Non-profit leaders might be the busiest people in the world. They are often their organization’s bookkeepers, marketers, human resource professionals, IT support teams, etc. etc. With all these roles, it’s not surprising that one thing they often don’t have time for is professional development.
In fact, non-profit leadership coach Nadine Ryan-Bannerman says research shows that non-profit leaders typically have less than one per cent of their time available for learning. A new non-profit leadership course from the University of Calgary Faculty of Social Work looks to maximize that precious time by providing practical, applicable learning that fits their busy schedule. Says Ryan-Bannerman:
“Non-profit leaders have five places to put every minute and 10 places to put every dollar. But we believe our new course will help them free their time to become more strategic and impactful in what they do.”
Filling an urgent need for training focused on non-profit management
Leadership training for corporate executives is a multimillion-dollar industry. Newly promoted CEOs can jet off to week-long retreats with shamans and gurus who will help them chart a course for success. Similar training at a reasonable cost is simply not available in the non-profit world.
Ryan-Bannerman, who is helping to lead the new Social Work program, has decades of experience teaching, mentoring and coaching leaders. On the flip side, she has extensive experience with non-profits through organizations like the United Way. In recent years she says that she’s seen an unprecedented turnover in the non-profit sector as leaders retire, which she feels has created an urgent need for a practical, local, non-profit leadership program.
“I personally know of a couple of cases where a long-term leader has retired,” says Ryan-Bannerman, “and the organization has a brand-new CEO without much leadership experience. Where do they turn? So, we created a cost-effective program that a leader can do while they’re working, without a huge time commitment.”
New course designed to create personal networks and connect non-profits
The innovative course has several different components. Each month participants will have a presentation and discussion with an expert with extensive experience in a critical topic for leaders of mission-driven organizations. The seminars will focus on governance, strategic planning, fund development, social enterprise, delegation, diversity and inclusion, stakeholder collaboration, conflict resolution, coaching skills and much more.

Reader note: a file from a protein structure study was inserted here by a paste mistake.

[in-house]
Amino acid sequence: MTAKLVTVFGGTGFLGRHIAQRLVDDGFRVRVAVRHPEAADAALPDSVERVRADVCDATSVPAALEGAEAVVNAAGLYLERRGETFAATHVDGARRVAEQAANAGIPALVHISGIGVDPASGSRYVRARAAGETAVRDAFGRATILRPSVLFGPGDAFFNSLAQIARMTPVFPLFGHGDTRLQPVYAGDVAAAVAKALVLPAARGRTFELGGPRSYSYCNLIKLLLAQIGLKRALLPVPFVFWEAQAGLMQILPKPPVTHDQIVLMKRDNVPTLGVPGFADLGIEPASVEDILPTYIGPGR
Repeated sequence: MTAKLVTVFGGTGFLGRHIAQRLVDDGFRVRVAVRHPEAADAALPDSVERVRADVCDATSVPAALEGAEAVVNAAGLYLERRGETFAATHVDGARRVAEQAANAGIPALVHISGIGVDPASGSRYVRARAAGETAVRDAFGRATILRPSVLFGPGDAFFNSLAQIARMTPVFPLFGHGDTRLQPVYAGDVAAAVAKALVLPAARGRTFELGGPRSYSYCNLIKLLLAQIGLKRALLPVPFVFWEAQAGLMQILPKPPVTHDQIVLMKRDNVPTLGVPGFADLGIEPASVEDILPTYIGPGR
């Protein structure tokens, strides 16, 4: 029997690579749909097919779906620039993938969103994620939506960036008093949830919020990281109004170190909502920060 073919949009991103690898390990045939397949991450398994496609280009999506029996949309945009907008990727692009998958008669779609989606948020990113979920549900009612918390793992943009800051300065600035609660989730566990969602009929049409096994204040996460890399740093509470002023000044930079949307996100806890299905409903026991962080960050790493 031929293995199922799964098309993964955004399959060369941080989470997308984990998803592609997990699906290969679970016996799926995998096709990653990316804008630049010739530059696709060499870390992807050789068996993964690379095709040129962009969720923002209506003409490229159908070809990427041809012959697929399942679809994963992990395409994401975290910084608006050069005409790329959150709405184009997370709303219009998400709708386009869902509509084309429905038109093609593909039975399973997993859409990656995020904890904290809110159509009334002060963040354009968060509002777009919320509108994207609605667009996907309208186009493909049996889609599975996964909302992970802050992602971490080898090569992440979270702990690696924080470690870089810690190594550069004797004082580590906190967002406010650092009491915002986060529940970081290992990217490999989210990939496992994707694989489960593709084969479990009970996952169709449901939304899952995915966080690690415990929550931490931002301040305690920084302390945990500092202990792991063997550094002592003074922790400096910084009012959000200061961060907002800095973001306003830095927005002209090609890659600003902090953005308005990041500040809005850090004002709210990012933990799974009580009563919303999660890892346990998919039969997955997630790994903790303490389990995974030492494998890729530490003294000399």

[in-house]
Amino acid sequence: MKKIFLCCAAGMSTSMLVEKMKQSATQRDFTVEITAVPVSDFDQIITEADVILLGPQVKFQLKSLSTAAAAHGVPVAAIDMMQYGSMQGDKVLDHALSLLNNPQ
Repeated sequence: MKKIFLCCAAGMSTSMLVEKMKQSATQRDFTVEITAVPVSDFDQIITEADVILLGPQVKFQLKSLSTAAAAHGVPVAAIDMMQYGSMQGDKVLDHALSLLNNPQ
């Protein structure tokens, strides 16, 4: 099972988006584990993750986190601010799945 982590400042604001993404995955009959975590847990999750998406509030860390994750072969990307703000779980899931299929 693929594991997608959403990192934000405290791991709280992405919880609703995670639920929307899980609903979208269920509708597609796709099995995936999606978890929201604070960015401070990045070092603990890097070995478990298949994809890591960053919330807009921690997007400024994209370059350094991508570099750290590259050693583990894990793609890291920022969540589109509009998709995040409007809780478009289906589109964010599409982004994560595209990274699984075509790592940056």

A unique element of the new program will have participants being paired with an experienced mentor in small groups, allowing them to forge connections across Calgary’s non-profit community. The mentors will also coach them on how to apply what they’ve learned into their organizations. Finally, the students will create a capstone project, which they’ll present at the program’s closing reception and networking event, to non-profit, government and corporate leaders.
It's this element of connection for individuals and their organizations that really excites Yared Belanyeh, who leads social work’s professional development programs.
“One reason the Faculty of Social Work is offering this unique program is to support our community partners in their work,” he says. “To help their leadership to grow and hopefully increase capacity for the important work they do. Most importantly, we hope this will help organizations to better connect with each other.”
Belanyeh has decades of experience supporting non-profits through organizations like the United Way and the United Nations. He says the course is an important first step in leveraging the faculty’s social-sector expertise to help create real connection among grassroots and non-profits across Alberta.
“That connection,” he says, “should help organizations understand what they’re all doing as a whole. To see where there are overlaps or gaps in service and hopefully to move together to better meet their collective mission.”
Program begins Jan. 25
The new program kicks off Jan. 25, 2024 with an introductory networking session and the first seminar: Not-for-Profit Governance Best Practices.
Registration for the new program is limited to 30 people and Ryan-Bannerman expects the spots to fill quickly, “There’s a lot of interest out there,” she says, “and I think it’s because there are many people who need this training. From new and aspiring non-profit leaders to CEOs, to retired private sector execs who have taken on a new challenge and are realizing that non-profits are a different world than what they’re used to.”